Ames test results

In our ames test we found that Azobenzene(+control) had a random spontaneous growth with about six colonies on the plate. The negative control seems to be random, although there is a slight resemblence of a ring around the chemical. We tested mountain dew and Excedrin as our two chemicals. Both of these chemicals had random spontaneous growth on the plate. These results could be skewed by contamination of either the broth or poor aseptic technique.
-Cody Kruckenberg, Brandon Wazgis, and Brice Buryanek

In our Ames test results we found that there was bacteria growth on both our positive and negative control plates along with our our substances which were astringent, Gatorade, and finger nail polish. In all five of our plates there seemed to be the same around the same amount of bacteria present. We don't know exactly where or what went wrong with our test. There were many possibilities for our plates to become contaminated.
—Brandi Burke, Shelby Pomerenke, Katie Lackey (BSK)

The following agents were tested using the Ames Test procedure: Soap scum remover, and red gatorade. We also used positive and negative controls to compare the results from the other two chemicals. Our positive control produced a very small zone of inhibition while the negative control had a slightly larger ring. The soap scum remover appeared to have spontanious mutants growing in various spots. The Gatorade also had the same results although it appeared as though more colonies grew closer to the gatorade. All of our plates had some type of growth.
-Alex Permann and Caleb Gradoville

Both our negative and positive control showed mutation around the disc, which could possibly show that we made a mistake in our procedure. We tested glass cleaner and kool-aid as our chemicals. Both the glass cleaner and kool aid did not cause mutation; there were random colonies throughout the plate.
-Danya Hangman, Trisha Douvia, Molly O'Neill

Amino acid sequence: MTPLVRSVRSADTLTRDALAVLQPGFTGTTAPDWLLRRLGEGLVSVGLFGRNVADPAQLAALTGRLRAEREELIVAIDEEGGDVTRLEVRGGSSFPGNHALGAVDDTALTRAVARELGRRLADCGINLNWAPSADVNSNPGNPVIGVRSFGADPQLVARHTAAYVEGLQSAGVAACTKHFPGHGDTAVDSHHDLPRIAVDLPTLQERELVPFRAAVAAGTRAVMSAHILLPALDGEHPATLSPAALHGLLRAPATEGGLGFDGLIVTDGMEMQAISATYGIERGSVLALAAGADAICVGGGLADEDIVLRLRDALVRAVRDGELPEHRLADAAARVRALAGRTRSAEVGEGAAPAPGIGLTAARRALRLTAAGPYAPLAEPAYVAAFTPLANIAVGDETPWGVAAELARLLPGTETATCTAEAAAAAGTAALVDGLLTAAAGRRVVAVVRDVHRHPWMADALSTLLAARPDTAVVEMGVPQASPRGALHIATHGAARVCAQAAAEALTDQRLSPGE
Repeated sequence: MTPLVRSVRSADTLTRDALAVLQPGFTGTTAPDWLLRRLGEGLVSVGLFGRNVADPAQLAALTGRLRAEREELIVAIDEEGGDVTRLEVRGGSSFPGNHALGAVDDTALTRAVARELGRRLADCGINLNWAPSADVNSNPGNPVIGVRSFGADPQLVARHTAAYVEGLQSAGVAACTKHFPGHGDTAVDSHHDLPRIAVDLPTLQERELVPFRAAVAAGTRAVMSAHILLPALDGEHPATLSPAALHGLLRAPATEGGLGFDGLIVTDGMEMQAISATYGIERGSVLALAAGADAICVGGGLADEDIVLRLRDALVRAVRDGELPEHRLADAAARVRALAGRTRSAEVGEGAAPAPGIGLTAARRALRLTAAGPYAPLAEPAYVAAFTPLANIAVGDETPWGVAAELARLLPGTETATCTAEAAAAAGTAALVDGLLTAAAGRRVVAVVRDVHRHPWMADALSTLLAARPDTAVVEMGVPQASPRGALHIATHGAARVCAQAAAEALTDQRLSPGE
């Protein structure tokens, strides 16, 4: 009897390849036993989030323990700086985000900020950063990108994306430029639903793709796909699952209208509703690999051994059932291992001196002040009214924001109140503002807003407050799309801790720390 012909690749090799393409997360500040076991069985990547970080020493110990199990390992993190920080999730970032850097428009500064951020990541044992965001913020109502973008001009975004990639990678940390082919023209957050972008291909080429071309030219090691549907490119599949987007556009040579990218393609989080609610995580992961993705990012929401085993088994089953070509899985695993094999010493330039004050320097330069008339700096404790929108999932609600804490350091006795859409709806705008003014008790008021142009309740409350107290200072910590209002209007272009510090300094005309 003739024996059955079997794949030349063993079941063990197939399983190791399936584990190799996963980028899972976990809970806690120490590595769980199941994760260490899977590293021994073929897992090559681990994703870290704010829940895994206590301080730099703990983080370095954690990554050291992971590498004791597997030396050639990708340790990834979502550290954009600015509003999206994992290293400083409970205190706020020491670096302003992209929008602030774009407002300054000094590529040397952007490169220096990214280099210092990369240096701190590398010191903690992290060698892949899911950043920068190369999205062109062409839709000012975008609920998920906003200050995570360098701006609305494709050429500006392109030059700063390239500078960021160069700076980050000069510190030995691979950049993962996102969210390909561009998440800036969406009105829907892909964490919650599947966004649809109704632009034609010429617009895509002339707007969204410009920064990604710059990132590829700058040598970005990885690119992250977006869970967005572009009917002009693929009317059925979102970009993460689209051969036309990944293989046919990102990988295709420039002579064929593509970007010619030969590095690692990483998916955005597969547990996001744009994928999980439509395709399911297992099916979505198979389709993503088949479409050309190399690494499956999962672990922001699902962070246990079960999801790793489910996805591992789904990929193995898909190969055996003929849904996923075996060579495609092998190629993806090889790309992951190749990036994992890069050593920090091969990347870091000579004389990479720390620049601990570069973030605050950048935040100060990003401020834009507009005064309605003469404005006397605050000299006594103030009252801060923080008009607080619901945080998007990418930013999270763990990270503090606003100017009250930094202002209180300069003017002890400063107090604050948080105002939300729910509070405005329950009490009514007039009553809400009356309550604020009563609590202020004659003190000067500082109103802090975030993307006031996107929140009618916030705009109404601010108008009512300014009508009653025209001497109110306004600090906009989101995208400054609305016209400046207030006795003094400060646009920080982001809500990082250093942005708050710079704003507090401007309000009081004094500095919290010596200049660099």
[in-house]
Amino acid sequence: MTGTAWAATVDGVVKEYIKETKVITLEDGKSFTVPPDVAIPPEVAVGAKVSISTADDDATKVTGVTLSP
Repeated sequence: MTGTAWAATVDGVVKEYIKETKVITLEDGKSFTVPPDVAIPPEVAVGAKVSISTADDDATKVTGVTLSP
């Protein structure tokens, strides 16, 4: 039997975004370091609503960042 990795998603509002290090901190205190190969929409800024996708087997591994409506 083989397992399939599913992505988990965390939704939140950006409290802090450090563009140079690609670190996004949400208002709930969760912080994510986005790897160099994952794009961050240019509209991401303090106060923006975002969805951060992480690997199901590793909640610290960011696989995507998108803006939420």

In the Ames test that we preformed, bacteria was found growing on all the positive and negative control plates along with our other two chemicals which were nail polish remover and a pain reliever (oxycodone) crushed up and diluted in water. All of our plates had around the same amount of growth with little differences. The cause of our bacteria growth could have been caused by our screw up, or by contamination of the plates or the original broth.
-Mackenzie Dorsett & Becky Lenhart

In our experiment, we deduced that most bacteria can make their own histidine. This is because induced mutants are all approximately the same distance from the chemical except for the positive control, meaning at a certain distance, mutations begin. Our positive control had bacteria colonies growing right up next ot our chemical in the center of the plate. The negative control, body spray, nail polish, and mouthwash plates all had a "ring" around the center chemical, meaning no bacteria grew in that area. This meant though that the bacteria did grow outside of the ring, approximately all the same distance from each other around the ring. As for the bacteria colonies outside of the ring, we saw a lot of randomness with the body spray in the upper right-hand corner of the streak plate. We think this could potentially be another strain of bacteria since the shape and coloration is slightly different. The mouthwash had the most colonies, but it also had the most distinct ring. We simply concluded that the mouthwash was very concentrated towards the center of the plate, making mutations impossible until further outside of the ring.
-Kelsey, Jamie, Briana

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